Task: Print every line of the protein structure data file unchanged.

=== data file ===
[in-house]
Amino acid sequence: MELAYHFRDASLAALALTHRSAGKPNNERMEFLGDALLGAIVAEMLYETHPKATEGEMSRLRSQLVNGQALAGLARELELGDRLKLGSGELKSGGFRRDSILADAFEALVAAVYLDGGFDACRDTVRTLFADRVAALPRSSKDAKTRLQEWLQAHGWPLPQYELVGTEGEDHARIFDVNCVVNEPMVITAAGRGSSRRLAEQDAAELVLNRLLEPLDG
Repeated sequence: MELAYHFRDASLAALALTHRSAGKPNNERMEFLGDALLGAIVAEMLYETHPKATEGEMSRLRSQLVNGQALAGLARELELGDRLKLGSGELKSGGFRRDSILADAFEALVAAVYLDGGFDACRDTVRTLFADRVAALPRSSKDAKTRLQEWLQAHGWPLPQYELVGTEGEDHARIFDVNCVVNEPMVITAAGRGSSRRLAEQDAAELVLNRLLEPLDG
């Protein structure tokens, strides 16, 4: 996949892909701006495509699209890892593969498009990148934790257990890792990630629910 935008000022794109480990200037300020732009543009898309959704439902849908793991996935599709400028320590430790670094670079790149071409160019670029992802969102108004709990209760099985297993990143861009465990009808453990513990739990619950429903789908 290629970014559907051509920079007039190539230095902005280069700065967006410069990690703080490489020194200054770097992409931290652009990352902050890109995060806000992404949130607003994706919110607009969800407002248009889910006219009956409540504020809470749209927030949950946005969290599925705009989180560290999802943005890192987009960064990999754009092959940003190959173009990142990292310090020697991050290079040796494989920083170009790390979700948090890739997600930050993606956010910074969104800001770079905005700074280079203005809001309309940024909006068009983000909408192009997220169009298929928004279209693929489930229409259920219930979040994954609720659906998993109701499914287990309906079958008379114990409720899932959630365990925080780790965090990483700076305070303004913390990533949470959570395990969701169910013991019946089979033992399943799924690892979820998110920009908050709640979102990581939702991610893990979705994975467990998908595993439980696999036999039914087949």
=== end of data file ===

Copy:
[in-house]
Amino acid sequence: MELAYHFRDASLAALALTHRSAGKPNNERMEFLGDALLGAIVAEMLYETHPKATEGEMSRLRSQLVNGQALAGLARELELGDRLKLGSGELKSGGFRRDSILADAFEALVAAVYLDGGFDACRDTVRTLFADRVAALPRSSKDAKTRLQEWLQAHGWPLPQYELVGTEGEDHARIFDVNCVVNEPMVITAAGRGSSRRLAEQDAAELVLNRLLEPLDG
Repeated sequence: MELAYHFRDASLAALALTHRSAGKPNNERMEFLGDALLGAIVAEMLYETHPKATEGEMSRLRSQLVNGQALAGLARELELGDRLKLGSGELKSGGFRRDSILADAFEALVAAVYLDGGFDACRDTVRTLFADRVAALPRSSKDAKTRLQEWLQAHGWPLPQYELVGTEGEDHARIFDVNCVVNEPMVITAAGRGSSRRLAEQDAAELVLNRLLEPLDG
């Protein structure tokens, strides 16, 4: 996949892909701006495509699209890892593969498009990148934790257990890792990630629910 935008000022794109480990200037300020732009543009898309959704439902849908793991996935599709400028320590430790670094670079790149071409160019670029992802969102108004709990209760099985297993990143861009465990009808453990513990739990619950429903789908 290629970014559907051509920079007039190539230095902005280069700065967006410069990690703080490489020194200054770097992409931290652009990352902050890109995060806000992404949130607003994706919110607009969800407002248009889910006219009956409540504020809470749209927030949950946005969290599925705009989180560290999802943005890192987009960064990999754009092959940003190959173009990142990292310090020697991050290079040796494989920083170009790390979700948090890739997600930050993606956010910074969104800001770079905005700074280079203005809001309309940024909006068009983000909408192009997220169009298929928004279209693929489930229409259920219930979040994954609720659906998993109701499914287990309906079958008379114990409720899932959630365990925080780790965090990483700076305070303004913390990533949470959570395990969701169910013991019946089979033992399943799924690892979820998110920009908050709640979102990581939702991610893990979705994975467990998908595993439980696999036999039914087949």